There is a lot you can learn by searching Twitter and monitoring popular keywords and topics. For following trends, it’s invaluable.
How to Track Keywords and Search Terms in Twitter
There are a variety of ways to track what people are saying about you and other topics. Twitscoop tracks the most popular keywords on Twitter, and features a search option. It returns a summary of the latest tweets with those terms. You can click a link to get a chart displaying the frequency and timing of the search term, giving you a visual image of the rise and fall of specific terms on Twitter.
Tweetscan continues to be a favorite of many, though I’ve had fun with Twitter100 and Quotably, the latter which helps track Twitter conversations better than you can in your Twitter panel, through Twirl, and other Twitter applications. Sometimes learning about what people are really saying involves tracking the conversation, not just the tweets.
Monitter is a live Twitter monitor. Type in three keywords in the chart under the intro and it will sort through and report on the most recent tweets with those words. There are various options to restrict the results.
Here are some options for tracking what people are saying on Twitter about your or specific terms:
- Twitter Search (formerly Summize)
- Google Special Twitter Search
Some Twitter services search for tags and keywords which can also help you find the most common and popular words of interest for generating blog content stories and articles and help you watch trends. Some of these tools also allow searches. They include:
What are they saying about you on Twitter? Hmmm?
I searched recently and had fun seeing all the different things people said when mentioning me or my work, including someone who said they didn’t like linking to me because I was over-linked. How can you be over-linked? How do you know if someone is over-linked? Who decides? It was great fun until I noticed that someone was twittering a lot about me and my blog, and I didn’t like what they were doing nor saying.
They weren’t saying unkind things. There are always “those” bits that make you uncomfortable. That’s to be expected. This was worst. They were using my blog’s name and reputation to promote their commercial WordPress products.
In my mind, this is Twitter spam. Twitter splog. Or is it Twam? A Twog?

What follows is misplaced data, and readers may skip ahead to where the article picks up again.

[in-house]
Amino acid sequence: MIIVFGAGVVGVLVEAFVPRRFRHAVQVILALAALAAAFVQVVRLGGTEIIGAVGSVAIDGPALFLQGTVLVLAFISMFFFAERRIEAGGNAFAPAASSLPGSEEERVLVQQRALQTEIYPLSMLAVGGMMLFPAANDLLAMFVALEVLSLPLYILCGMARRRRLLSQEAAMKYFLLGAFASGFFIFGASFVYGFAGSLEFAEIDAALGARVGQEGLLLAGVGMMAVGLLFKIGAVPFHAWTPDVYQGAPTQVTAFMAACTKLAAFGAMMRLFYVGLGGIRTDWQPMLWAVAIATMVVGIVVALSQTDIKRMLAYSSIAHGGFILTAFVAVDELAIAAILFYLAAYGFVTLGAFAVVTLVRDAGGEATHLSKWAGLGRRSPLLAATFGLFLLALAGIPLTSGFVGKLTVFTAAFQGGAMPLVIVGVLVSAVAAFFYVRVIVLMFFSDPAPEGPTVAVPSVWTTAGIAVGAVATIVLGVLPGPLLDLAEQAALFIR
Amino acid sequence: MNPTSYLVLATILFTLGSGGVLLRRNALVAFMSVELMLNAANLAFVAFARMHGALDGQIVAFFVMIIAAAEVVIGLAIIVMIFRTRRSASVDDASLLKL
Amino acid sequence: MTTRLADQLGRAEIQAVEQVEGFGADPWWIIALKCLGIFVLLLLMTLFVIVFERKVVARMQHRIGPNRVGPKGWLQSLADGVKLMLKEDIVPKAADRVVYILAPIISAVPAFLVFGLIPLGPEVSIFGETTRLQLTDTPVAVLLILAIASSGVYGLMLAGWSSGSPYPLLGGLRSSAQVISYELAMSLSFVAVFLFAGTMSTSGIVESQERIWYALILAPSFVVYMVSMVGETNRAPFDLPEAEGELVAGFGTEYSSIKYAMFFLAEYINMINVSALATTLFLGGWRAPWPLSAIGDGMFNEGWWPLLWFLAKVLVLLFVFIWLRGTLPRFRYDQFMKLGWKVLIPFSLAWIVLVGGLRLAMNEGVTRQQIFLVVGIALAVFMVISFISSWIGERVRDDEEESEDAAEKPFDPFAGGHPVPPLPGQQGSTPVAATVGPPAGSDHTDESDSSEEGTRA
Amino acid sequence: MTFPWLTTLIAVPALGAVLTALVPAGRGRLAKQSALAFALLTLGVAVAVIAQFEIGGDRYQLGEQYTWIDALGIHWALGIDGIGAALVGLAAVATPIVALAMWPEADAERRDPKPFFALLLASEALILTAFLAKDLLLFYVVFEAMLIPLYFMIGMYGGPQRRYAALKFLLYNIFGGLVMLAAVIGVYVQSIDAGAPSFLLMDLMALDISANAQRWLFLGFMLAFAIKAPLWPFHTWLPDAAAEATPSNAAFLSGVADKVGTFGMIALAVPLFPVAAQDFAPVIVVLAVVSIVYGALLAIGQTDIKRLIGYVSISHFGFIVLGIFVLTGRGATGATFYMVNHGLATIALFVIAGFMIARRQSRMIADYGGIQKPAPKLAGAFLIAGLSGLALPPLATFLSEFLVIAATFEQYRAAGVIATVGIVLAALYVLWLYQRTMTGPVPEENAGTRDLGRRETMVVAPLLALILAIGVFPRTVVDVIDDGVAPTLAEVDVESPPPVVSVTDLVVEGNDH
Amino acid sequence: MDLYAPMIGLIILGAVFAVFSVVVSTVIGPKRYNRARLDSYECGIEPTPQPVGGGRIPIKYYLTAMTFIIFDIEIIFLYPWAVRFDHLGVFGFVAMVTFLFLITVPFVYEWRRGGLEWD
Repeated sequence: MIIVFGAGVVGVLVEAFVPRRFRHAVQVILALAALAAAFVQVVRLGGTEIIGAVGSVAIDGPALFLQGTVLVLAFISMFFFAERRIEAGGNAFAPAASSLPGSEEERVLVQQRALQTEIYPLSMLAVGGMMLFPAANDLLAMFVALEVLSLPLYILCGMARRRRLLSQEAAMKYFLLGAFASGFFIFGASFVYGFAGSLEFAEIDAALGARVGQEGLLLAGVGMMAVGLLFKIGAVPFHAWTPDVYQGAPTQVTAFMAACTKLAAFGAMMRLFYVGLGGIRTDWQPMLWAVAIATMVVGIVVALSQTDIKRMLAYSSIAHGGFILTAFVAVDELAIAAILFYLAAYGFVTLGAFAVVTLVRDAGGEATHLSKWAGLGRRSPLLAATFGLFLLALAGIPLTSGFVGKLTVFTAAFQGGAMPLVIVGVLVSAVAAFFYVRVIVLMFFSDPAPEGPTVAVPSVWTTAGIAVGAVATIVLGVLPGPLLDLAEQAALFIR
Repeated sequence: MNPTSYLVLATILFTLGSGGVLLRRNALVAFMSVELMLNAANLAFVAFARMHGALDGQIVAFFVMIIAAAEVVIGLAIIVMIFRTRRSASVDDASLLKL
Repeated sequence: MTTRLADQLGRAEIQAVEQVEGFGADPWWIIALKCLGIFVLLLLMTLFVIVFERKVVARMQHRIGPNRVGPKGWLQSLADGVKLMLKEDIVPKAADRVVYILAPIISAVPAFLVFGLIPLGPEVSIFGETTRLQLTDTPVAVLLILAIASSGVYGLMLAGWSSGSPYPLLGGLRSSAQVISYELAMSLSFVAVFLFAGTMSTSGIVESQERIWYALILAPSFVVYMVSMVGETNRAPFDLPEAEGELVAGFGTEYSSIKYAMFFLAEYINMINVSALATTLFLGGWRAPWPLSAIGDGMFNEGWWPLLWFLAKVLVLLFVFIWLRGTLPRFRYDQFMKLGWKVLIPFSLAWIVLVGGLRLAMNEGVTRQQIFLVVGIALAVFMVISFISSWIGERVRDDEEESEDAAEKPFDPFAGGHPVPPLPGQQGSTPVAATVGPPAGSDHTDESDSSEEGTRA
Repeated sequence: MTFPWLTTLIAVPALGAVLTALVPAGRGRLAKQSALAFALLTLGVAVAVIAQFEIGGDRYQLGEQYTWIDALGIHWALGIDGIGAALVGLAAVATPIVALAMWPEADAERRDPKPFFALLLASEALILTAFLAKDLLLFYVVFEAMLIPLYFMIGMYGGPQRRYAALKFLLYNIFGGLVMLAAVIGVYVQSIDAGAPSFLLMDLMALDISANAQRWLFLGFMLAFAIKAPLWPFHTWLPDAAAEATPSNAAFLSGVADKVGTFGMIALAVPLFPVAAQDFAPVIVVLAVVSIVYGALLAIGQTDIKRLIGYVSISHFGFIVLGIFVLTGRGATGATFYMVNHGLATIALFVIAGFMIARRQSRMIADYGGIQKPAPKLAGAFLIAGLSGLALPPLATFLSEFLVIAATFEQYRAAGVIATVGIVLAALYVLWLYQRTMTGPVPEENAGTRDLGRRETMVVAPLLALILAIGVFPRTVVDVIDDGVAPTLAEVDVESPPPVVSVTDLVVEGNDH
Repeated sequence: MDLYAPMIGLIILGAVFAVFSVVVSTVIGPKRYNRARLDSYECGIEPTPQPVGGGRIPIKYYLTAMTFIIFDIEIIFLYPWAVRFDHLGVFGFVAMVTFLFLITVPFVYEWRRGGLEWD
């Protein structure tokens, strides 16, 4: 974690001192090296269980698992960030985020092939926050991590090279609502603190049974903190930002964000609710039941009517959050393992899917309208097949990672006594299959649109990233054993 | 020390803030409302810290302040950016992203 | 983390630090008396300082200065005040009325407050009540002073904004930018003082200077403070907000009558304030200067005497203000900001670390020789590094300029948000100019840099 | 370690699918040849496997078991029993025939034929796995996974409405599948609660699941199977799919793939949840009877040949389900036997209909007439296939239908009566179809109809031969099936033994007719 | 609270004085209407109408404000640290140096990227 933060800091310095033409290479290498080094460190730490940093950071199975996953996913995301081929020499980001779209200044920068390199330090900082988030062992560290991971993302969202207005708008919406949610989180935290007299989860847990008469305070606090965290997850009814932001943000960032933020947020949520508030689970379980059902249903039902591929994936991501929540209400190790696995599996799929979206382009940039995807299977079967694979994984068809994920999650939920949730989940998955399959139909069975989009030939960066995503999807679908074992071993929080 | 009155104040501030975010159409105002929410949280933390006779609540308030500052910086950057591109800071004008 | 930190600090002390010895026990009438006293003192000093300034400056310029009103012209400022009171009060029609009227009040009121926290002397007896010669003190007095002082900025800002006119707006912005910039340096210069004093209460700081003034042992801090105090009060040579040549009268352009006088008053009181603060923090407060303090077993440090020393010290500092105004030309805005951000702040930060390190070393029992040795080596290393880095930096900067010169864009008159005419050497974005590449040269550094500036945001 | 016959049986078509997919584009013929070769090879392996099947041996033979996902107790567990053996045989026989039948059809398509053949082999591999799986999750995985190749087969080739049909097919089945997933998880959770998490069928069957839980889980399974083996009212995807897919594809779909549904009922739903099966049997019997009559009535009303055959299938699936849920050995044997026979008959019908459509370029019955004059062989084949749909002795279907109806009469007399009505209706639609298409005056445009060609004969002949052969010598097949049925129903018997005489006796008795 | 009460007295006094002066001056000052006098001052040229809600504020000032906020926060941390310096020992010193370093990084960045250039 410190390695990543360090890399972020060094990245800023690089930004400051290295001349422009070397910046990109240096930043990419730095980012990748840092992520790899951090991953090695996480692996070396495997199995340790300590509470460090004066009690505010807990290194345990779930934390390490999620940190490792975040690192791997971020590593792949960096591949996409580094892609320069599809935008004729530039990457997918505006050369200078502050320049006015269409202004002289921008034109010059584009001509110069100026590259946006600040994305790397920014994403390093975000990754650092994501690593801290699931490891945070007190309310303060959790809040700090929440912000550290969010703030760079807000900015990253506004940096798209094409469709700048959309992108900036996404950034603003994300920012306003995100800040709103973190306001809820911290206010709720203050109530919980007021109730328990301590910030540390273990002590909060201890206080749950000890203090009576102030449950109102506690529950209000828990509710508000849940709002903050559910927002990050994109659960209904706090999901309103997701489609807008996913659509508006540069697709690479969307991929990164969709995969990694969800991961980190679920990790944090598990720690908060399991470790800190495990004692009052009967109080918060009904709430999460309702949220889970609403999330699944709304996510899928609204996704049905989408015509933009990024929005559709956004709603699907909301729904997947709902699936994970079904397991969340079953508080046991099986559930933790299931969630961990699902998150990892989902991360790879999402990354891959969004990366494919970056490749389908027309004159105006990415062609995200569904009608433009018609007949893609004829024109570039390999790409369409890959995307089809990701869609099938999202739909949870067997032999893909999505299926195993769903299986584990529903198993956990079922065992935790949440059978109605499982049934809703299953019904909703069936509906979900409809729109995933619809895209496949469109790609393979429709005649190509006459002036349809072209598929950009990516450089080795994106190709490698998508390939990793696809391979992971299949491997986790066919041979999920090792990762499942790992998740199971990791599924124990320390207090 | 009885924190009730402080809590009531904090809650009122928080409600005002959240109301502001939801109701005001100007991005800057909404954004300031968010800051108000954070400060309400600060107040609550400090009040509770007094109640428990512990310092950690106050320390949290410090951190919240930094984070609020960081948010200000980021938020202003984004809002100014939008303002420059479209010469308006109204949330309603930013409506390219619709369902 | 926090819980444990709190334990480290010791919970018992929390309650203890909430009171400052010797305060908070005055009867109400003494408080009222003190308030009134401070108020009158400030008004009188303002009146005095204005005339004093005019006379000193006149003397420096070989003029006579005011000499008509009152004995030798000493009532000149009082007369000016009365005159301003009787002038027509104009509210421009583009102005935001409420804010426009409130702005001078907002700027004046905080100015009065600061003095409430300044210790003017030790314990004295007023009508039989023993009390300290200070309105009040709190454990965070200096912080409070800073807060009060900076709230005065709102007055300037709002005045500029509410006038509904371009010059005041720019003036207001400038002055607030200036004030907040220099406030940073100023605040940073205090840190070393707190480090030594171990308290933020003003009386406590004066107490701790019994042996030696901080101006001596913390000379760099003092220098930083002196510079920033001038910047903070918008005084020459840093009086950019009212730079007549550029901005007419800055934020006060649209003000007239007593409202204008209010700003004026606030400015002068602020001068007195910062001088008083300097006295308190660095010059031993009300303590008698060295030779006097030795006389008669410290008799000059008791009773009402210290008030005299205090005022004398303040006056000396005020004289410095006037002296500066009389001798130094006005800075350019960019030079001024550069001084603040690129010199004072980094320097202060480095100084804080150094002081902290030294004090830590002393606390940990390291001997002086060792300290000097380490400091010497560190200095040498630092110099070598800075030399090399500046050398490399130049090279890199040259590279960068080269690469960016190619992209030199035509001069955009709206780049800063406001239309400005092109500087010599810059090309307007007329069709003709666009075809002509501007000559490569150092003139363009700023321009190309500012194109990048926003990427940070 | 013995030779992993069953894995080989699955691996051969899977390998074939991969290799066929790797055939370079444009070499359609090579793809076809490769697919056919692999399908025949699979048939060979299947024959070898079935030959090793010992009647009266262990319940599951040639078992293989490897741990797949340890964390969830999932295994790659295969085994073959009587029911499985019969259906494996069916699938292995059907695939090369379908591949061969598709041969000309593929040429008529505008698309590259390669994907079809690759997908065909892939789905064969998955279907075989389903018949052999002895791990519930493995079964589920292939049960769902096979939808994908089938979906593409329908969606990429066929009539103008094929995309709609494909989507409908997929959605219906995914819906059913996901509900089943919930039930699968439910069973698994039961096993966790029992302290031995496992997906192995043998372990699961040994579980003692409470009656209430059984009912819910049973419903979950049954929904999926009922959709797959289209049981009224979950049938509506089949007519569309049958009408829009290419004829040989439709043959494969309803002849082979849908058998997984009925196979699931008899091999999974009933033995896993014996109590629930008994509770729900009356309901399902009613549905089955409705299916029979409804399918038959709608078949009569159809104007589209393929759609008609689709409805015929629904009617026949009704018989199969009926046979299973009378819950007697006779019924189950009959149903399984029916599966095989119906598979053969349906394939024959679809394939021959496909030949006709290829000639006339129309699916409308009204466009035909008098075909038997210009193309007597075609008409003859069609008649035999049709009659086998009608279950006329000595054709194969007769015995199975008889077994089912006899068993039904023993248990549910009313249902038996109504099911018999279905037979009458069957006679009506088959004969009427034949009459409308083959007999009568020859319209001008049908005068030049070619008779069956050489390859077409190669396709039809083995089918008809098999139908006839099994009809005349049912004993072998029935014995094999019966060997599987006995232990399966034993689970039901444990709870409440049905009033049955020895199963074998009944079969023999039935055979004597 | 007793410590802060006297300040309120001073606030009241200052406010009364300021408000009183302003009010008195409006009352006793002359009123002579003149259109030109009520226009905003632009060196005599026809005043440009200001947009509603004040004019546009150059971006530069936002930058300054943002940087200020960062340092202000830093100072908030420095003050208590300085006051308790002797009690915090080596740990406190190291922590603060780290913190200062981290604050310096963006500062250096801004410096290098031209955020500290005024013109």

How to Report Twitter Spam
Either way, if you find a Twitter account that is abusive, commercial, or violating Twitter’s Terms of Service, how do you report it?
I contacted Twitter Help and reported my findings. You can also contact them by email at email@example.com. It is part of their Terms of Service to not permit defamatory, libel, or objectionable content, which also includes spam. Within a few days, they contacted me to report that indeed the Twitter account is classified as spam and they’ve frozen the account while they investigate further and make a final judgment.
They also gave me instructions on blocking a profile account if I find their content objectionable and don’t want to support it by association. On the profile page of the person you wish to block, click Block in the sidebar and confirm the option. They also pointed me towards their recent Twitter Limit Policy that stopped abuses by splogs and spammers which were hammering Twitter with too many tweets.
Their actions to shut down this account are fine examples of customer service, but blocking doesn’t stop the spammer. It just stops your access to the Twitter content. They can still spam, you just don’t see it and they can’t see you. According to their support articles and Twitter FAQ page:
Once you block someone, you will not appear on the person’s profile page, nor will they appear on yours. They will not be notified, and will be unable to send your friend requests in the future.
You can unblock a person by clicking “unblock” from their profile page.
Note: if your profile is public, they will still be able to go to your profile page and view your public updates. However, blocked parties cannot receive your updates on phone or IM. You can always protect your profile for the utmost privacy.
Does Twitter count how many people have blocked a specific Twitter account? Does 10 blocks trigger a flag and inquiry? If promoted right, this could be a good way to help Twitter target and clean up Twitter twams and twogs, if the community use it wisely in the best interest of the community. There must be some accountability and a way for the community to help fight off the nasties in Twitter.
Whether or not you are on Twitter, take time to search through to see what is being said about you. There isn’t much you can do when people say negative things, but if someone is abusing your good name, especially in violation of Twitter’s Terms of Service, help the Twitter community benefit by reporting Twitter spammers. They might be targeting more than just you.
So what are they saying about you on Twitter? Only good things, I’m sure.